Voices from Russia

Sunday, 11 March 2018

11 March 2018. It’s How You Say It That Counts…

Filed under: cultural — 01varvara @ 00.00
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Писать is a dual-meaning word in Russian. It depends on which syllable you stress. If it’s писать (stressed syllable in bold), it means “to write”. If it’s писать, it means “to pee”. That’s QUITE a difference. In English, we have dual-meaning words and phrases that trip up foreigners. I remember a local market owned by two Greek brothers over 30 years ago. They painted on the side of the building, in BIG BOLD letters:

YOU CAN’T BEAT OUR MEAT!

That became grist for the jocular, as the phrase is slightly scatological… meaning “to play with our (male) genitalia”. The poor guys didn’t realise that and became the laughing-stock of the town. I can assure you that I’m WRITING now and not PEEING (I know what syllable to stress)…

BMD

Sunday, 17 December 2017

From the Russian Web… РУССКАЯ ЦИТАТА ДНЯ “Сделайте сегодня разгрузочный день. Не грузите себя!” RUSSIAN QUOTE OF THE DAY “Make Today an Unloading Day. Don’t Stuff Yourself!”

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An “unloading day”* is a day when we rest and do nothing. It’s also when we don’t eat heavy and greasy food, such as fat meat, candies, pies, and cakes.

  • Literal translation of разгрузочный день… no equivalent in formal or colloquial English

Rina Zenyuk is an architect in Minsk who has the avocation of doing “blue cat” pictures…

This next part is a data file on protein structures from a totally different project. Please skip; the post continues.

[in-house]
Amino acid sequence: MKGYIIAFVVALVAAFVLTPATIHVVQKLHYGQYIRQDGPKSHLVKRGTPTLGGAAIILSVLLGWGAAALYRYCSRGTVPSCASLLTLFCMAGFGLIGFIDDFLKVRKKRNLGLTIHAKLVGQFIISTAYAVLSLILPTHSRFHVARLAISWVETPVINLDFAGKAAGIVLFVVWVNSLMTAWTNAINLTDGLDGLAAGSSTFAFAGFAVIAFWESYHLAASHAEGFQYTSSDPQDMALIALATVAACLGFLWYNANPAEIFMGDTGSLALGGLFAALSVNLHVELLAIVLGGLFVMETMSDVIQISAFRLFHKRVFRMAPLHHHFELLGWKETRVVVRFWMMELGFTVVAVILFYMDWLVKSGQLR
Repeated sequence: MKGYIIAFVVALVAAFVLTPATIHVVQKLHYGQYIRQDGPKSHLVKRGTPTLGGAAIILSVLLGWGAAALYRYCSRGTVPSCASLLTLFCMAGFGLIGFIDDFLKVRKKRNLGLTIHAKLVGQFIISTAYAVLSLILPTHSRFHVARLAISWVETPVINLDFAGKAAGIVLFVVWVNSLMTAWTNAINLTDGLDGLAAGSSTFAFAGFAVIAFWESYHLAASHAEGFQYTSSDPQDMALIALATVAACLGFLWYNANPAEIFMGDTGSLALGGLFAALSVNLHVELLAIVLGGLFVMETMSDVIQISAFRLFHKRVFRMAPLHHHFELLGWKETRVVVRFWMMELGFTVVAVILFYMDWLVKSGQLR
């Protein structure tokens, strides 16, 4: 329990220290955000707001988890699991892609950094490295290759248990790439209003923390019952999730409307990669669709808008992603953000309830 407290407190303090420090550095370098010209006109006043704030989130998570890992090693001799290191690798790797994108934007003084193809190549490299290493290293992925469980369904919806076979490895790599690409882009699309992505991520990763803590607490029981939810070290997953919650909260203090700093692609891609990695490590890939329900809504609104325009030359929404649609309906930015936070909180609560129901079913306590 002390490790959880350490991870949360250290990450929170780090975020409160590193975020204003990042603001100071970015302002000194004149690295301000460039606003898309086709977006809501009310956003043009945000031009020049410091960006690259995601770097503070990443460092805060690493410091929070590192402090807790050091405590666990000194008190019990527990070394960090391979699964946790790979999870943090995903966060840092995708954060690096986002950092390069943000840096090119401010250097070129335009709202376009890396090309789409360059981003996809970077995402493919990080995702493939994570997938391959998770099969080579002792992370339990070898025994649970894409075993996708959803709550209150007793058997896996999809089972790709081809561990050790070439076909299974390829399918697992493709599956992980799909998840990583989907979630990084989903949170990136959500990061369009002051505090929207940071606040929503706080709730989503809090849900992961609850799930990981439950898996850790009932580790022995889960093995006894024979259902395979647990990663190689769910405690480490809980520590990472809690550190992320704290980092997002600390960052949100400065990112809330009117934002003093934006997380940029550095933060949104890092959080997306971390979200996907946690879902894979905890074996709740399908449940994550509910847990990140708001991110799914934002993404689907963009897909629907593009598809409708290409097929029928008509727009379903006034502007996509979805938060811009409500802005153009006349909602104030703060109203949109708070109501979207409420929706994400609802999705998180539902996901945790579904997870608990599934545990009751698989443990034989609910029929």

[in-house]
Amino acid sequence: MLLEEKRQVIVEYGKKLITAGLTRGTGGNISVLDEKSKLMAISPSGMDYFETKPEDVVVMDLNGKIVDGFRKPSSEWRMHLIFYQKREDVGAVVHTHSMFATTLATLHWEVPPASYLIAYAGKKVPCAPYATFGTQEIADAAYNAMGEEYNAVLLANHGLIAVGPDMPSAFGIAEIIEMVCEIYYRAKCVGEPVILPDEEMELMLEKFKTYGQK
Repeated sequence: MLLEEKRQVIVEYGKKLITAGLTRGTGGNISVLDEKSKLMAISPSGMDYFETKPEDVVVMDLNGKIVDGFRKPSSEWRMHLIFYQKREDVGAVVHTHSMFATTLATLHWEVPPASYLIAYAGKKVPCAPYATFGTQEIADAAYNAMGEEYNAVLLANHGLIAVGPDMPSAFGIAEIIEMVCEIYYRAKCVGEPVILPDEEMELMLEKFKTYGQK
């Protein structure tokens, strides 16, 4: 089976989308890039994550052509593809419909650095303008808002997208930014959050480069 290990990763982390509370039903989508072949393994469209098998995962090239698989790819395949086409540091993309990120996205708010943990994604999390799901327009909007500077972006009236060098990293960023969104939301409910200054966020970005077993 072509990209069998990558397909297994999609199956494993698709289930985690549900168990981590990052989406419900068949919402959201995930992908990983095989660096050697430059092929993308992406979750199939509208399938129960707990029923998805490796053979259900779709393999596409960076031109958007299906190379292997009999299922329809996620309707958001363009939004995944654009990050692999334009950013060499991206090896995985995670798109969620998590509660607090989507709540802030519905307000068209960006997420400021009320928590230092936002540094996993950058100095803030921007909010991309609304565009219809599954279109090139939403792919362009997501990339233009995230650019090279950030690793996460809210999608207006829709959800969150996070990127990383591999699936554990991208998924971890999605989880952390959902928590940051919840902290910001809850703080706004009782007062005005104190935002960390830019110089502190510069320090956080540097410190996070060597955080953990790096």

BMD

Sunday, 7 August 2016

7 August 2016. Adventures in Translation Land… Y’all Come and Be Welcome!

00 russia ukha fish soup 070816

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Literally, “Милости прошу к нашему шалашу!” means “Ask grace upon our humble hut”, or more idiomatically, “Welcome to our humble abode!” This is idiomatic colloquial Russian at its best. It’s always informal and jocular, usually used as a cheerful invitation to share a meal. In English, the direct equivalents would be “Y’all come and be welcome”, “The door’s open wide, do step inside”, and “Sit a spell and take a load off your feet”. Translation is an art, not a science… it’s NEVER boring…

One last thing… the image is a pot of Ukha… the famous Russian fish soup, best made with freshly-caught fish from one’s own hand over a fire at camp at the lakeside in the shade…

BMD

Saturday, 9 July 2016

9 July 2016. Further Adventures in Translation Land

00 putin russia soda 070716

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The literal translation of Не лей колу в рот! Выпей бабушкин компот! is “Don’t put cola in your mouth! Drink Grandma’s Compote!” is just jangly and no damned good as a catchy jingle (as it is in Russian). Therefore, my Englishing of this sentiment is:

Don’t drink cola; it’s bad.

It just drags you down!

Drink Baba’s Kompot, it’s cool.

You can beat the whole town!

That, I think, expresses exactly what the original poster had in mind. THAT’S what translation is all about… getting the essential idea from one language into another… yes, sometimes things do “get lost in translation”, and the brevity of this was one such…

BMD

Update 22.15 9 July 2016:

A friend sent me the following:

Don’t drink cola; it just drags you down!

Drink Baba’s Kompot; it’s the best in town!

Why didn’t I think of that one? God has blessed me with friends, not with money… which makes me very rich, indeed…

BMD

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